Possession of the artillery afforded Riel the upper hand during the subsequent counter-revolution by the pro-Canadian element. Donald A. Smith, of the Canadian Pacific Railway, dispatched to Fort Garry as a representative of the federal government, recorded in his diary:
the French [Riel et al.] now reunited, who, to the number of at least seven hundred were prepared to offer the most determined resistance, which, as they were in possession of a number of guns (six and three pounders), ample stores of ammunition, provisions, and every other requisite, they in a great measure could have done most effectually. 
Later, on 1 December 1870, as the pro-Canadians were assembling in the home of one of their leaders (Dr. John Schultz, later the Lieutenant-Governor of Manitoba), Riel “assembled his armed Métis supporters and, directing a 9-pounder gun at Schultz’s building, demanded a surrender within fifteen minutes. He received it.”  The mere presence of artillery proved persuasive.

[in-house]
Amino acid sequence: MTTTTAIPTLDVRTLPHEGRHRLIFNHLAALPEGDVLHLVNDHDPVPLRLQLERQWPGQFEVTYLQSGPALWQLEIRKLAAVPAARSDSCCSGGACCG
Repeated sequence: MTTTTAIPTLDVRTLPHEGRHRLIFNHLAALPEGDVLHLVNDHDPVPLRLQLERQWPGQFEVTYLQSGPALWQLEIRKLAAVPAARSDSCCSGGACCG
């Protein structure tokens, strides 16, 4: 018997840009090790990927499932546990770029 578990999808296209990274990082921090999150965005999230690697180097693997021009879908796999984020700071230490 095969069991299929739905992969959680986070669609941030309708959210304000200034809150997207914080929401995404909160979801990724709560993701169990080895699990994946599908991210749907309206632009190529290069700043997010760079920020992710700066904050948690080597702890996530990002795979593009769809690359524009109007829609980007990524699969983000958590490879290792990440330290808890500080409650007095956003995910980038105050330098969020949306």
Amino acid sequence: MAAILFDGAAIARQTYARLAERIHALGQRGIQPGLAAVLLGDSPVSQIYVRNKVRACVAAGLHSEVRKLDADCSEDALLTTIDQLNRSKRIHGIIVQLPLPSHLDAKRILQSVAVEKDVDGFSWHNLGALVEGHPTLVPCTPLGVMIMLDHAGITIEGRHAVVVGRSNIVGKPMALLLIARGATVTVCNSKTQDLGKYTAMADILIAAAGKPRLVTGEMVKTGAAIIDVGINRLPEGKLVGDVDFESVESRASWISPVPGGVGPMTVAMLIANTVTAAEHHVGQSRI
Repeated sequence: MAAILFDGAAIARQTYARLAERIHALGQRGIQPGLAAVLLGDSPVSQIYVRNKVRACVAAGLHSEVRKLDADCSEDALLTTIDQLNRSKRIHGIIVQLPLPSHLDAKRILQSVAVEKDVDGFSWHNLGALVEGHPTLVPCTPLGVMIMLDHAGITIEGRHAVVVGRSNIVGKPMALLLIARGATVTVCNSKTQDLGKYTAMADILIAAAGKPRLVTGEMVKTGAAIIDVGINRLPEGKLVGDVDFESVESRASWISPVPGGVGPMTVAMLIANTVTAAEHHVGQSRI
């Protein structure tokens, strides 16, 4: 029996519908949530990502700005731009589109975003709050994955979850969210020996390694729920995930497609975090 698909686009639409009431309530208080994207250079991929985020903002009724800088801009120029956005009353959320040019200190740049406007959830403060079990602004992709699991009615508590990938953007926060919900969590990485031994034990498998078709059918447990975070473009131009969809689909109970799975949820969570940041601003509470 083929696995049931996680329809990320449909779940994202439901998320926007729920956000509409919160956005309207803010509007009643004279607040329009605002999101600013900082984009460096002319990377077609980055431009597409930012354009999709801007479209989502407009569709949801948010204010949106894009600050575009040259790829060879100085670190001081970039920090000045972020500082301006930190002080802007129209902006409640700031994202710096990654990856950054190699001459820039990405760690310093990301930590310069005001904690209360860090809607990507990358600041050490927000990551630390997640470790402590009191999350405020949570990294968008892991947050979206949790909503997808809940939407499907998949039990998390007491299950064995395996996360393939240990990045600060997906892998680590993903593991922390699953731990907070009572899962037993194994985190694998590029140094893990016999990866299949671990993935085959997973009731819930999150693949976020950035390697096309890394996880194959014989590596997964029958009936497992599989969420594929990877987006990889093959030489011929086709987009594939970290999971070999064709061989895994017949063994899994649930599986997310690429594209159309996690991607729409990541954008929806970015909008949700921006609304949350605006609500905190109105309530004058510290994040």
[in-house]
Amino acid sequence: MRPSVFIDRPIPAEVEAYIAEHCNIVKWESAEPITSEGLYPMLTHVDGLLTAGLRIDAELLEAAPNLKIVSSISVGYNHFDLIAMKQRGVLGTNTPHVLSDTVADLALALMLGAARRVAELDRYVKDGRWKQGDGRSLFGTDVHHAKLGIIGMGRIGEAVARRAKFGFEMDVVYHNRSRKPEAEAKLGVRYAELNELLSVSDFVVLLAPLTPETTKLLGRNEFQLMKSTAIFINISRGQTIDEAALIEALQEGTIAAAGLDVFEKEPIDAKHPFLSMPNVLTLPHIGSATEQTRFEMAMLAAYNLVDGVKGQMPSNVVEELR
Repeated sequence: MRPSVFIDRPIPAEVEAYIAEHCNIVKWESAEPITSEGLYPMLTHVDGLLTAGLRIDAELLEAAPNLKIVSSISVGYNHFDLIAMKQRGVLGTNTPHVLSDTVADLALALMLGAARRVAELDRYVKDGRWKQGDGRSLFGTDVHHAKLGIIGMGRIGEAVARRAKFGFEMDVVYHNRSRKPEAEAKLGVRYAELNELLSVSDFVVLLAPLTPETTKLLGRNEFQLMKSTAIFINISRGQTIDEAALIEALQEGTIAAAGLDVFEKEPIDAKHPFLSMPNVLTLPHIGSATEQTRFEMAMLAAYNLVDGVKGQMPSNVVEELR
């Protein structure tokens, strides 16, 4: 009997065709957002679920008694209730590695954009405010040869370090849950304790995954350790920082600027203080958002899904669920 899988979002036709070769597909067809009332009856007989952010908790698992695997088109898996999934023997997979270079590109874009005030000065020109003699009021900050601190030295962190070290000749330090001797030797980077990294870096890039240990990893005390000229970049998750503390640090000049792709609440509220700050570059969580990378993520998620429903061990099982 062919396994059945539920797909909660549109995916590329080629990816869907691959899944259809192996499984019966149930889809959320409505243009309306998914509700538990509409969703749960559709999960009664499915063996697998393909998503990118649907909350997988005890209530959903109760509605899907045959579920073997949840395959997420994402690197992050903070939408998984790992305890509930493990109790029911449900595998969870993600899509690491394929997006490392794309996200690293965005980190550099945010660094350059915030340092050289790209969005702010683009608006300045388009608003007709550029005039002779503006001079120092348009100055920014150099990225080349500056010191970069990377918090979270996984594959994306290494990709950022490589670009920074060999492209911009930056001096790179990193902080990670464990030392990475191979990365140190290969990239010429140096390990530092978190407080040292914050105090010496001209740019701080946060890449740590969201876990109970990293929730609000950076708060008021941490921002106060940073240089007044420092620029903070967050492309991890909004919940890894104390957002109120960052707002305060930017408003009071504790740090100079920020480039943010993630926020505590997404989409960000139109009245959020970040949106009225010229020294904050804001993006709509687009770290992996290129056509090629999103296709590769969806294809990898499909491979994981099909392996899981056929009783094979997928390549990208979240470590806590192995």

While cannon dominated the armed struggle around Fort Garry, more cannon and their keepers trekked from Toronto to Fort Garry with the intent of bringing the rebels to heel. As mentioned above, Wolseley’s expedition was dispatched by Sir John A. Macdonald, ostensibly under a mission of peace.  That the force was one of peace was purely subterfuge. Directly upon arrival in Winnipeg, Wolseley formed his soldiers in open column to march on Fort Garry. According to an officer present, Captain G. L. Huyshe of the 60th Rifles, there was considerable excitement, and hope, amongst the soldiers that Riel was intending to fight. This enthusiasm turned to dismay upon their learning of his flight.  Such martial spirit and disposition hardly lends credibility to any claims of peaceful intentions.